The commodity market has been on edge as of late due to the U.S. government shutdown, which has, in turn, limited U.S.D.A. daily, weekly, and monthly reports (like no October U.S.D.A. W.A.S.D.E. whatsoever) that every agribusiness in the world uses as a foundation to work off of.
While in-field reports (via Twitter and other private estimates) are helpful, the USDA has been the long-standing authority when it comes to setting the tone of the market.
Without the referee there to help slow the pace of the game when things get a little testy, it’s relatively open season. Further, with significant discrepancies in market opinions, the uncertainty creates more volatility and ultimately, the unknowns outweigh the knowns.
When the lights go back on at the USDA (whenever that may be), there could be more than a few people caught the wrong way.
One country that probably isn’t happy with the lack of market information is Egypt after they cancelled their tender to buy wheat for the first time since early September, saying prices were too high for their liking.
Specifically, all bids were, at minimum, $24 per tonne higher than the last price they bought at in September ($294 per tonne delivered was the lowest bid entered from Romania).
If Egypt, the largest wheat importer in the world, is trying to talk the market lower, well it did a decent job in the near-term as futures dropped about ten cents in the following 24 hours. However, the market quickly corrected itself thereafter after over-sold conditions warranted a bounce.
Egypt will eventually have to accept the reality, lock the chatter-box up, and do what they have to do to feed their people (Lord knows what happens over there when there’s not enough food to go around).
The corn market has been reeling as well after some buzz coming out about the U.S.’s E.P.A. dropping the renewable fuels standards (or R.F.S.) ethanol mandate by 200-500M bushels.
The consensus seems to be that the quota would drop by 6 per cent in 2014 and 2015. This is all because the E.P.A. is saying they can`t sell enough of the biofuel. While there’s no W.A.S.D.E. coming out on time, Informa Economics put out its own estimates, saying that a better than expected corn harvest will increase 2013/14 ending stocks by 74M bushels from the current USDA forecast of 1.855B bushels to 1.929B bushels.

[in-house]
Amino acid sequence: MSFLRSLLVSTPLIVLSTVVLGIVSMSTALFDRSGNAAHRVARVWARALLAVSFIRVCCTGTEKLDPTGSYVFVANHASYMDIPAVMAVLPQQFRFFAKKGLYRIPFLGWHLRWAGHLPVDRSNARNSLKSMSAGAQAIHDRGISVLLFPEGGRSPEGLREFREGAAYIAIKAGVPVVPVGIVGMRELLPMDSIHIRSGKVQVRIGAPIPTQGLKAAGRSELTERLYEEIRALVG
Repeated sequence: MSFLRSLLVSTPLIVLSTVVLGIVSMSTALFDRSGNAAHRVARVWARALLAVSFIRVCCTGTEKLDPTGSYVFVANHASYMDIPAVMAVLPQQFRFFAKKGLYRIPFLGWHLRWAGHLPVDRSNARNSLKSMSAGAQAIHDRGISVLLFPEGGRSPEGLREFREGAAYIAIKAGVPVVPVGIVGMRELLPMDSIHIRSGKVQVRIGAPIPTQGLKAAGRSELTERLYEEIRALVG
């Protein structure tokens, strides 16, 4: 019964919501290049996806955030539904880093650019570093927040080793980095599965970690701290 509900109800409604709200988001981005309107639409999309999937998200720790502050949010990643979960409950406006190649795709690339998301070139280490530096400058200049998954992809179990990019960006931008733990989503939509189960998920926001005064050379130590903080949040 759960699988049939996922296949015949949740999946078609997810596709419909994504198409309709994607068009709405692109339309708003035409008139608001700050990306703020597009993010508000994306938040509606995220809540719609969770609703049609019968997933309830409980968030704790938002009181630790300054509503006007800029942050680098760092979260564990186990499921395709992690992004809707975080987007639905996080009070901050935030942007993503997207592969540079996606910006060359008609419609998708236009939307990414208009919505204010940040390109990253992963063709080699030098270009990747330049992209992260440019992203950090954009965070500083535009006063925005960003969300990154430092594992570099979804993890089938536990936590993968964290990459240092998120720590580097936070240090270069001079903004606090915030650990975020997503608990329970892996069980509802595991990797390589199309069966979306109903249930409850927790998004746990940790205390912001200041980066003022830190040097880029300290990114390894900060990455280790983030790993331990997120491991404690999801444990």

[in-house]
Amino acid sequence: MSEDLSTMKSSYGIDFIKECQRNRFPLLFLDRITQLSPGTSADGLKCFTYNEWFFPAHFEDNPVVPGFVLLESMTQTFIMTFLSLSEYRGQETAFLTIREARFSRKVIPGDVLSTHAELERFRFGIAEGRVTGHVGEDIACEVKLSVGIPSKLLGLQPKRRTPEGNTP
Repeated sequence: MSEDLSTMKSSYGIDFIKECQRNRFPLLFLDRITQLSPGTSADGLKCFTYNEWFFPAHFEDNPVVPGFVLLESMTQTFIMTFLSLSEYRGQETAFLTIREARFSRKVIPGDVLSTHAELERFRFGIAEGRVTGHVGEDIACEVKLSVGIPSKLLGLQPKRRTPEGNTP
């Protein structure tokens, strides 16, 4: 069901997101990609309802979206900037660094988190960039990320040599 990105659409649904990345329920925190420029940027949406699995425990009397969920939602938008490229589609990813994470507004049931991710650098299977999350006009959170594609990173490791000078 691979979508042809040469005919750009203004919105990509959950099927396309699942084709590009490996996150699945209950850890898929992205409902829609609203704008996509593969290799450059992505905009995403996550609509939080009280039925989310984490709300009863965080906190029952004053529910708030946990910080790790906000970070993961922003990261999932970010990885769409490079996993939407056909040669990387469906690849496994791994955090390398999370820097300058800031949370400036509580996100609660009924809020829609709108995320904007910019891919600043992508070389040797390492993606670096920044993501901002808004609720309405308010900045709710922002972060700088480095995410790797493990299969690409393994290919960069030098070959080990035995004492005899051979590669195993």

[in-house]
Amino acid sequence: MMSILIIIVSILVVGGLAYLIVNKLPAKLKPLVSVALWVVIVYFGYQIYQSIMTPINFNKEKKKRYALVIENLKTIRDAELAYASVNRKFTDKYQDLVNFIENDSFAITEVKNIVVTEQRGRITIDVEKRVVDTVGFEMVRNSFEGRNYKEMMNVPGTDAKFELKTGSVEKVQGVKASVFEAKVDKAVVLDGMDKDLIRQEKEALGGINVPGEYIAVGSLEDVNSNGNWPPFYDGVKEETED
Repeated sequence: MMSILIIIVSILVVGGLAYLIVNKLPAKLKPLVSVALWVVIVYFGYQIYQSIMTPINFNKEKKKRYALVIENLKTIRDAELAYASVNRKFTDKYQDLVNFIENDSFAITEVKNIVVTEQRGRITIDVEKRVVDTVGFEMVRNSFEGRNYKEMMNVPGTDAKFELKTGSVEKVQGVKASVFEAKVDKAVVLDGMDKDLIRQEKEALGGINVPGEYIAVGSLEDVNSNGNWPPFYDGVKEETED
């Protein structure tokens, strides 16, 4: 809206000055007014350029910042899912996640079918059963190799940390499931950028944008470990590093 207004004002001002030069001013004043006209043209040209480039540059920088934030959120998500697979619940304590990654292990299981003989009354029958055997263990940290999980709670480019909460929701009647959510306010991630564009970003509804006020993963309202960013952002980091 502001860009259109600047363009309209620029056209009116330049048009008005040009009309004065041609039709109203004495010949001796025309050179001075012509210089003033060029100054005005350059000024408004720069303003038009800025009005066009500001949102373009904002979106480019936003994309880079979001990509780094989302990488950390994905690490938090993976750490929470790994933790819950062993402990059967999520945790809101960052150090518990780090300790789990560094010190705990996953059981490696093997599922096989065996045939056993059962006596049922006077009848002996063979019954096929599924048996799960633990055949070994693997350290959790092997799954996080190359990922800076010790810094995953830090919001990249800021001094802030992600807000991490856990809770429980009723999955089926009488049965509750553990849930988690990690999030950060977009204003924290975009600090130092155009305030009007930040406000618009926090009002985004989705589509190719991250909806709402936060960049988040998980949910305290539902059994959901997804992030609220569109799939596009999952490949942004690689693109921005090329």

With larger production, better ending stocks, and less ethanol demand, corn prices are likely to remain depressed, and ultimately an indication that corn acres could drop even further in 2014.
On top of that, the risk is increasing that wheat production could fall in 2014, and thus I’ve gotten bullish. With potentially less winter grain output, Black Sea governments are likely to increase their domestic buying, which, in turn, decreases exportable supplies.
Also, China continues to restock their supplies (food security!!!) while the aforementioned Egypt is back at the buyers table. Lastly, U.S. and Canadian ports are dealing with record production, providing upside support (think Brazilian ports plugged with soybeans this past spring).
Although most wheat buyers are covered through December, if someone needs a cargo or two, European or Indian wheat is the only possibility.
Brennan Turner is originally from Foam Lake, SK, where his family started farming the land in the 1920s. After completing his degree in economics from Yale University and then playing some pro hockey, Mr. Turner spent some time working in finance before starting FarmLead.com, a risk-free, transparent online grain marketplace. His weekly column is a summary of his free, daily market note, the FarmLead Breakfast Brief. He can be reached via email (firstname.lastname@example.org) or phone (1-855-332-7653).